by Marie J. Kuda

A 1935 newspaper report substantiates the existence of a thriving lesbian nightlife in Chicago, subject to the same political whims as male bars for their continued existence. Police Commissioner James P. Allman was ordered by Mayor Edward J. Kelly to close the Star and Garter at 854 W. Madison St. for “indecent performances.”

Kelly also cracked down on nightclubs catering to women who preferred men's attire by ordering officials to revoke the licenses of the Roselle Associates Club, 1251 N. Clark St., and the Twelve-Thirty Club, 1230 N. Clybourn Ave.

Investigators sent to the clubs reported that women in male attire were nightly patrons of the places. One woman, when questioned, admitted that many of the couples were actually married, and furnished the police with the name of a “Negro” minister on the South Side who performed the marriage ceremonies, their investigators reported.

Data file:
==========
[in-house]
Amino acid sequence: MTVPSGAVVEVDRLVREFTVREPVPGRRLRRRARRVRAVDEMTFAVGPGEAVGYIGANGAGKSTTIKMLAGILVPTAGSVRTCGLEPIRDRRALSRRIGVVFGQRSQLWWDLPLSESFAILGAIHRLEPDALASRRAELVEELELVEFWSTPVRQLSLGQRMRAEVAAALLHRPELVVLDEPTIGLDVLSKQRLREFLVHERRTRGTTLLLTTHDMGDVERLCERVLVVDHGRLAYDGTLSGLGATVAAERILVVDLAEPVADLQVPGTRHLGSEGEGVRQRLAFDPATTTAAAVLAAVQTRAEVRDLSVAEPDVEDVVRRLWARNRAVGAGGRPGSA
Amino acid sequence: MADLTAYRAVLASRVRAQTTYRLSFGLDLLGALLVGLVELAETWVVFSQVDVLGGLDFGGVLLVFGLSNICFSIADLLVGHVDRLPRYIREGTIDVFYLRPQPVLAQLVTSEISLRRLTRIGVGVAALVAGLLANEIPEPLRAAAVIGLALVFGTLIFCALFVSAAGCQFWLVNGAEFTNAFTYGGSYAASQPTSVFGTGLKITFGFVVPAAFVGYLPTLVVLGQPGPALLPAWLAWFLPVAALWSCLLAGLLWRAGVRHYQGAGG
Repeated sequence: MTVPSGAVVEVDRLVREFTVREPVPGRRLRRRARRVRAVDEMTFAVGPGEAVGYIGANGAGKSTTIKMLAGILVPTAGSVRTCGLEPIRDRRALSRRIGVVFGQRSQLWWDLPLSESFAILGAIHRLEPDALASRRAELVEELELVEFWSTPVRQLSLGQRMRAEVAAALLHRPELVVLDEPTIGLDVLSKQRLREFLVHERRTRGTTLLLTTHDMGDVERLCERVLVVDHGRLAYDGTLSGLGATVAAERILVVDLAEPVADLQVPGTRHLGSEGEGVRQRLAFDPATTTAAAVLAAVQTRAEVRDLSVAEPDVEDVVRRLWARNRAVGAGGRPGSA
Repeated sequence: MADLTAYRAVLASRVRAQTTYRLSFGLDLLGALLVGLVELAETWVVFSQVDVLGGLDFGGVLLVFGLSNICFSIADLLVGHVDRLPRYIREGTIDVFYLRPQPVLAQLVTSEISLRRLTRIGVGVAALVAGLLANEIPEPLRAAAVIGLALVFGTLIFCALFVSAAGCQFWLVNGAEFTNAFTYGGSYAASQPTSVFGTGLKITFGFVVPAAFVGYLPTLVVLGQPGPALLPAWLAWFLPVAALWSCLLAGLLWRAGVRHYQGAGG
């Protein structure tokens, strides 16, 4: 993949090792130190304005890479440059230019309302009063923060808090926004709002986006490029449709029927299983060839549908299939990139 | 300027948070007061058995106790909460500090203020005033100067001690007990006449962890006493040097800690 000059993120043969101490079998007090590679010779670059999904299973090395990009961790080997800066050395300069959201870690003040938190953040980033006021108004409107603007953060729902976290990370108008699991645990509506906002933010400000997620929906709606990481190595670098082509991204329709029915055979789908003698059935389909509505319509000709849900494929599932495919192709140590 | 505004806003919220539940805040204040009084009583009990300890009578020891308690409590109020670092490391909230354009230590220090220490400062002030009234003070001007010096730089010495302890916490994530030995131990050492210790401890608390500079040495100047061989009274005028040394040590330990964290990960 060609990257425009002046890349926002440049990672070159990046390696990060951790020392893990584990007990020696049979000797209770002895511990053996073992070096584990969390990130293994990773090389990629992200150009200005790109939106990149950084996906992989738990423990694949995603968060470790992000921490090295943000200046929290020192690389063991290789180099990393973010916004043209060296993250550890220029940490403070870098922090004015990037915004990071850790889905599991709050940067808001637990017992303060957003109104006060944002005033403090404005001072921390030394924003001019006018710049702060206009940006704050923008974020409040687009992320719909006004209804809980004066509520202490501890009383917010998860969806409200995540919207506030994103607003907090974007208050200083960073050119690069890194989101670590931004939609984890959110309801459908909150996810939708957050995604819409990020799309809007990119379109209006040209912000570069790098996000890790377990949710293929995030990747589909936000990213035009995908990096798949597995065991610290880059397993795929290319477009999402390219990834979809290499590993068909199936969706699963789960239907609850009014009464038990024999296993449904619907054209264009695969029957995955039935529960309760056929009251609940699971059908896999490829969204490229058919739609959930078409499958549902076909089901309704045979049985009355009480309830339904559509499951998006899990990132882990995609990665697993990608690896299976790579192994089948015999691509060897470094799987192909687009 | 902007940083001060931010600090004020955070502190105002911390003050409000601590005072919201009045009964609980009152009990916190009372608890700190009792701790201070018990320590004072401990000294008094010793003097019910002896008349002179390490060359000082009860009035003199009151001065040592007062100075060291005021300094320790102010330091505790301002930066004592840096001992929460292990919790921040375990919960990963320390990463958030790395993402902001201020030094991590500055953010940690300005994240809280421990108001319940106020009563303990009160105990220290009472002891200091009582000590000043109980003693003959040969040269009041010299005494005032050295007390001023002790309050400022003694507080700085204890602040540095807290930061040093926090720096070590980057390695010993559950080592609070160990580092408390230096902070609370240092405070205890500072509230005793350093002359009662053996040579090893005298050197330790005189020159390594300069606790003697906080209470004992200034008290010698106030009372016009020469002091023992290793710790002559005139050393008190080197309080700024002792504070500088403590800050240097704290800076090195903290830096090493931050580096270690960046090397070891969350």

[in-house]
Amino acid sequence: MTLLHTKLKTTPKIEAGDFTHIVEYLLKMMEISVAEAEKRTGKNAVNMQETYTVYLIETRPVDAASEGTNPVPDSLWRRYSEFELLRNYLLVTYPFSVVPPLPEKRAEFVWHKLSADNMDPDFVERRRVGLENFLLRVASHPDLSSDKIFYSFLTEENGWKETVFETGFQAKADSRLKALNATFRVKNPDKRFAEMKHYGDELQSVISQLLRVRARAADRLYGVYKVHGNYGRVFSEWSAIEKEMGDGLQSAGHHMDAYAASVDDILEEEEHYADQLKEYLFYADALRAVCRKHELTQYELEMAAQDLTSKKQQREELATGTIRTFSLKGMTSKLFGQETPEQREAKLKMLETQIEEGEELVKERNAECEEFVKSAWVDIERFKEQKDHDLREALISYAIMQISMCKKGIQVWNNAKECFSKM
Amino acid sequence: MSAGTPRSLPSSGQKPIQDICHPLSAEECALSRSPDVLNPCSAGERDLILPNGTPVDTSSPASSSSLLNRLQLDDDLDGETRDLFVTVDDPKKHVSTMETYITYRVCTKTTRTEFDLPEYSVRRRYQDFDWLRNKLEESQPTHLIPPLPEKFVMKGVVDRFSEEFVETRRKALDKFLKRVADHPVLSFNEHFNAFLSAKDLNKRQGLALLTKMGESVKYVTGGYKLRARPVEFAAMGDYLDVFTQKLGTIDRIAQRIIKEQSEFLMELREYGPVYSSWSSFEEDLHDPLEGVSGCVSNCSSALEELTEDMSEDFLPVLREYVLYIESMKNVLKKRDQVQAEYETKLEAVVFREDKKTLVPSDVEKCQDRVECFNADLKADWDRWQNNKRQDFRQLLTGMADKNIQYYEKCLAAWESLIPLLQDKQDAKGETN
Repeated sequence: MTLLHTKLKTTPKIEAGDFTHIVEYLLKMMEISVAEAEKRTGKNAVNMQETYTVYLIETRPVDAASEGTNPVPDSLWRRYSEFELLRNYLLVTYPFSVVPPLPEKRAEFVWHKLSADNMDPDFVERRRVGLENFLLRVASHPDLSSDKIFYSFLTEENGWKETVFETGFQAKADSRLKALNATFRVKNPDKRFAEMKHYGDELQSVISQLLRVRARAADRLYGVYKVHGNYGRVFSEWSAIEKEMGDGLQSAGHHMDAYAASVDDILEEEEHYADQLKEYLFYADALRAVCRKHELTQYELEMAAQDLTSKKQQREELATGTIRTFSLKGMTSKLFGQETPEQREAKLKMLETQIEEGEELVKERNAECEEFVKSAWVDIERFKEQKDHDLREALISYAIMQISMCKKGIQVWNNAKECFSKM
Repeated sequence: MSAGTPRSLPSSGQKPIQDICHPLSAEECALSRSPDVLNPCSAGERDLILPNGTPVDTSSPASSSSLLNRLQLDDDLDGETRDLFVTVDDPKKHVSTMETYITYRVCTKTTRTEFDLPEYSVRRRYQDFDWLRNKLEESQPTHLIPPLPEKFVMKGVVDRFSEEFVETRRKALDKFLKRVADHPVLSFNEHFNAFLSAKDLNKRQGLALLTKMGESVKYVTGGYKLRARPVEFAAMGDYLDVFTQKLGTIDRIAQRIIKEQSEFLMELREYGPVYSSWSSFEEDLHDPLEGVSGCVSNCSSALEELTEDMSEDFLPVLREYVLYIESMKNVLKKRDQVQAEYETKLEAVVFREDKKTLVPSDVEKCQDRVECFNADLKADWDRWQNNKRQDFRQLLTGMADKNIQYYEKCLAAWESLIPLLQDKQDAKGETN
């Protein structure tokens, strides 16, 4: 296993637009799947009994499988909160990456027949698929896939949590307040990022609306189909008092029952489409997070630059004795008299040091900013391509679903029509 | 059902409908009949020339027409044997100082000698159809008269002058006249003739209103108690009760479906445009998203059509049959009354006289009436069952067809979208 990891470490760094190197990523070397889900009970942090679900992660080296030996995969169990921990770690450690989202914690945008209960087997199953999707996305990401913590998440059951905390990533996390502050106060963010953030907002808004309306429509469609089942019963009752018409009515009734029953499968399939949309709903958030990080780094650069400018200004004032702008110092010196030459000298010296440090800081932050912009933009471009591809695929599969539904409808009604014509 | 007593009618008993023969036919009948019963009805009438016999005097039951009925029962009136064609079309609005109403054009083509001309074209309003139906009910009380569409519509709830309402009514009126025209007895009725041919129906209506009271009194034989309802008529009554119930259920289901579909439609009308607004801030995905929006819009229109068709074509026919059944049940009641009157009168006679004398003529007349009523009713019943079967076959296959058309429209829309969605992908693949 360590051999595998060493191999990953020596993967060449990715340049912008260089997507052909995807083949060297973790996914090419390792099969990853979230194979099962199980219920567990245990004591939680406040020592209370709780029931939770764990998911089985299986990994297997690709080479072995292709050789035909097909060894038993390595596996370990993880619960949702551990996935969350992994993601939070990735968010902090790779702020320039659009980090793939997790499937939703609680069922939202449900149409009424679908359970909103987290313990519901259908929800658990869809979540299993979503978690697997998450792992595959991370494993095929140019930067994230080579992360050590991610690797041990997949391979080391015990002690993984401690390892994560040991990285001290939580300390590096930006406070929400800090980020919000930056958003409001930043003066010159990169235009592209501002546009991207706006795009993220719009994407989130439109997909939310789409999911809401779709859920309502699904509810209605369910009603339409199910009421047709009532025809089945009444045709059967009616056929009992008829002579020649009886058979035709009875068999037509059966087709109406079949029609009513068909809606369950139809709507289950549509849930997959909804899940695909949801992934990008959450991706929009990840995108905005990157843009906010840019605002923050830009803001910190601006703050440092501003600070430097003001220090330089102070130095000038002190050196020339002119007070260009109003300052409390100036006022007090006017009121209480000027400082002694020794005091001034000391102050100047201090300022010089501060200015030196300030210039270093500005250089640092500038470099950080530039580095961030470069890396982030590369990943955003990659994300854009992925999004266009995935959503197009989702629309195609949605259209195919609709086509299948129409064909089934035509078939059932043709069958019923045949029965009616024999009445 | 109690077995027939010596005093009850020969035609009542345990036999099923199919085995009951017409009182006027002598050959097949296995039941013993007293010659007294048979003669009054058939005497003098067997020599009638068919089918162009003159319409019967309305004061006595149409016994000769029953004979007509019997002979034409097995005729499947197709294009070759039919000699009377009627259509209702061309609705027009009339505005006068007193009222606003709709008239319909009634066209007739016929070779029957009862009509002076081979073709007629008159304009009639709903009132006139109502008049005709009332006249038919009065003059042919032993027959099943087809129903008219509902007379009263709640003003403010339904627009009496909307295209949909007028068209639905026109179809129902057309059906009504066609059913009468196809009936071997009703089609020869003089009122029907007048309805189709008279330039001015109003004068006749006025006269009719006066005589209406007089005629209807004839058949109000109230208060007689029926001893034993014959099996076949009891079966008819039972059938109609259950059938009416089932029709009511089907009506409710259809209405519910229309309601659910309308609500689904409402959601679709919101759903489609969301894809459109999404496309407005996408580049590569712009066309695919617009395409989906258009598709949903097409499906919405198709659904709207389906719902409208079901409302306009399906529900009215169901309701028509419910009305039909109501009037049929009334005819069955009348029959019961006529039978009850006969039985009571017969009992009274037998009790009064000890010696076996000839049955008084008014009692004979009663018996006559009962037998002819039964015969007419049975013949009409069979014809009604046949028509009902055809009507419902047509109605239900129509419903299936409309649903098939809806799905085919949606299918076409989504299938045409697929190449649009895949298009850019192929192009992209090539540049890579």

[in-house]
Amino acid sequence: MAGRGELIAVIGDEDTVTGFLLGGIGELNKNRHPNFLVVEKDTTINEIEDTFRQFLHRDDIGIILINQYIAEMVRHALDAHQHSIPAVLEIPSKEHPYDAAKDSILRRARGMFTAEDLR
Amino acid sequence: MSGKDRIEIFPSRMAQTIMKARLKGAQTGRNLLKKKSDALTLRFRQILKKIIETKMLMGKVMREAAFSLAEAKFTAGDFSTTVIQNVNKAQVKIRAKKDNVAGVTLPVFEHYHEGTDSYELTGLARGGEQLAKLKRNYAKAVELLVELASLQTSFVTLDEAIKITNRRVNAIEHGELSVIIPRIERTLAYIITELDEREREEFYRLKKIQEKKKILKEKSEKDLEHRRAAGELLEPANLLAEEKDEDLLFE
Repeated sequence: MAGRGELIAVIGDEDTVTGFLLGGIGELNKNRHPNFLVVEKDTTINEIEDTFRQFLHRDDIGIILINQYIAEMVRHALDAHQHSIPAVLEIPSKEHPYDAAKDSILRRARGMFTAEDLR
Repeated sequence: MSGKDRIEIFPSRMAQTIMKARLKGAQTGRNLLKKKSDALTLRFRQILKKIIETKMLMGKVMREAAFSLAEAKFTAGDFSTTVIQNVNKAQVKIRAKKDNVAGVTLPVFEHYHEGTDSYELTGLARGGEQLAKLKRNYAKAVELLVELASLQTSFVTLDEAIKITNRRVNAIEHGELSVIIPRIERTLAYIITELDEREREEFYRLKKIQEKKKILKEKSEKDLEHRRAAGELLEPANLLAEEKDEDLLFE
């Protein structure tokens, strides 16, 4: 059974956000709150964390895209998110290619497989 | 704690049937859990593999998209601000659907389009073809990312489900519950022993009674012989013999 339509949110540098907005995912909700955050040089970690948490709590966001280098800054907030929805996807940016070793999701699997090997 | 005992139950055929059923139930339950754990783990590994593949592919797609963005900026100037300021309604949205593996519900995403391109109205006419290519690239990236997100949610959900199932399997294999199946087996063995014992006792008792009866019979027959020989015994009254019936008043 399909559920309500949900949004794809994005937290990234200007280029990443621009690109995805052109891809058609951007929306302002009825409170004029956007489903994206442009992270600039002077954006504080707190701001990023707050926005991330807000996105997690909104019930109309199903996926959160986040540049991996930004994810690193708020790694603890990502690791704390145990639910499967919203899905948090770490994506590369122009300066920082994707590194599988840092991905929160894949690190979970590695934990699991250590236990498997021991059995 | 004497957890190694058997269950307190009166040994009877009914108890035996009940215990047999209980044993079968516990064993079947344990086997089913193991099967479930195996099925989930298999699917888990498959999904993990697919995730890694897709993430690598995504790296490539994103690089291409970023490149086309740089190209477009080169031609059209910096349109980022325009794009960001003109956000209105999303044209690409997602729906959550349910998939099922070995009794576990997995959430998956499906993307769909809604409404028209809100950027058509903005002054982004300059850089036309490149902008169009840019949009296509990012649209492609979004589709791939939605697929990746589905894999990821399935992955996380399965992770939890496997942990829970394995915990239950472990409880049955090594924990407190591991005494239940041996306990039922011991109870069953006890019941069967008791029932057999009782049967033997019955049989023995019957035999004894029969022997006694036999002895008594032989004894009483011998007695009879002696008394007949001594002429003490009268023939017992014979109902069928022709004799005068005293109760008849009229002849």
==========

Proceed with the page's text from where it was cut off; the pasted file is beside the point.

Copyright 2008 by Marie J. Kuda

From Out and Proud in Chicago: An Overview of the City's Gay Community, edited by Tracy Baim, Surrey Books, 2008.

Chicago Gay History
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